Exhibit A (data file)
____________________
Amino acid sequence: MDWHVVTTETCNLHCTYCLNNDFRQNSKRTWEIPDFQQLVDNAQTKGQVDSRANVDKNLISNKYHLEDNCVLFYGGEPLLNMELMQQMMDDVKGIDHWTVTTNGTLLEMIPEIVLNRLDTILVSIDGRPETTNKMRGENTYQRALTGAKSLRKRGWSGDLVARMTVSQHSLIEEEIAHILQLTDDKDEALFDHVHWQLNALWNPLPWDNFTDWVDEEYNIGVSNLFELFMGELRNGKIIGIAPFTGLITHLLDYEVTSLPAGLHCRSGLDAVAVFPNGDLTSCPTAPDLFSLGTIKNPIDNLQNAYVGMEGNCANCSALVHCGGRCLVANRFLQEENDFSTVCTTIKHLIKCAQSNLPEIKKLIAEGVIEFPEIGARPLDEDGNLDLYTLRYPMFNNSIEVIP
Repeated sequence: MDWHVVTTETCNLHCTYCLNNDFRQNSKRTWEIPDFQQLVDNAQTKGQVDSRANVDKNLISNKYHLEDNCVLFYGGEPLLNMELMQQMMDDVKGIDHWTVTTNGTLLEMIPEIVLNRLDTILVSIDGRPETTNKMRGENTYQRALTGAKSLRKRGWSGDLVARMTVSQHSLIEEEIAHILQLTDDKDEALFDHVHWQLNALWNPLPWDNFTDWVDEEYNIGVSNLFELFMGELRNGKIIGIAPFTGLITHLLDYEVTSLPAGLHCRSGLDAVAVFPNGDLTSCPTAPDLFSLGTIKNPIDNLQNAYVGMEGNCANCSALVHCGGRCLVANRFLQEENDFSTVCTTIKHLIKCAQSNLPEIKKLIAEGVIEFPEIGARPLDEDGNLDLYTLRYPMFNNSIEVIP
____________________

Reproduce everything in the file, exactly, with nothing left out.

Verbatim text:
Amino acid sequence: MDWHVVTTETCNLHCTYCLNNDFRQNSKRTWEIPDFQQLVDNAQTKGQVDSRANVDKNLISNKYHLEDNCVLFYGGEPLLNMELMQQMMDDVKGIDHWTVTTNGTLLEMIPEIVLNRLDTILVSIDGRPETTNKMRGENTYQRALTGAKSLRKRGWSGDLVARMTVSQHSLIEEEIAHILQLTDDKDEALFDHVHWQLNALWNPLPWDNFTDWVDEEYNIGVSNLFELFMGELRNGKIIGIAPFTGLITHLLDYEVTSLPAGLHCRSGLDAVAVFPNGDLTSCPTAPDLFSLGTIKNPIDNLQNAYVGMEGNCANCSALVHCGGRCLVANRFLQEENDFSTVCTTIKHLIKCAQSNLPEIKKLIAEGVIEFPEIGARPLDEDGNLDLYTLRYPMFNNSIEVIP
Repeated sequence: MDWHVVTTETCNLHCTYCLNNDFRQNSKRTWEIPDFQQLVDNAQTKGQVDSRANVDKNLISNKYHLEDNCVLFYGGEPLLNMELMQQMMDDVKGIDHWTVTTNGTLLEMIPEIVLNRLDTILVSIDGRPETTNKMRGENTYQRALTGAKSLRKRGWSGDLVARMTVSQHSLIEEEIAHILQLTDDKDEALFDHVHWQLNALWNPLPWDNFTDWVDEEYNIGVSNLFELFMGELRNGKIIGIAPFTGLITHLLDYEVTSLPAGLHCRSGLDAVAVFPNGDLTSCPTAPDLFSLGTIKNPIDNLQNAYVGMEGNCANCSALVHCGGRCLVANRFLQEENDFSTVCTTIKHLIKCAQSNLPEIKKLIAEGVIEFPEIGARPLDEDGNLDLYTLRYPMFNNSIEVIP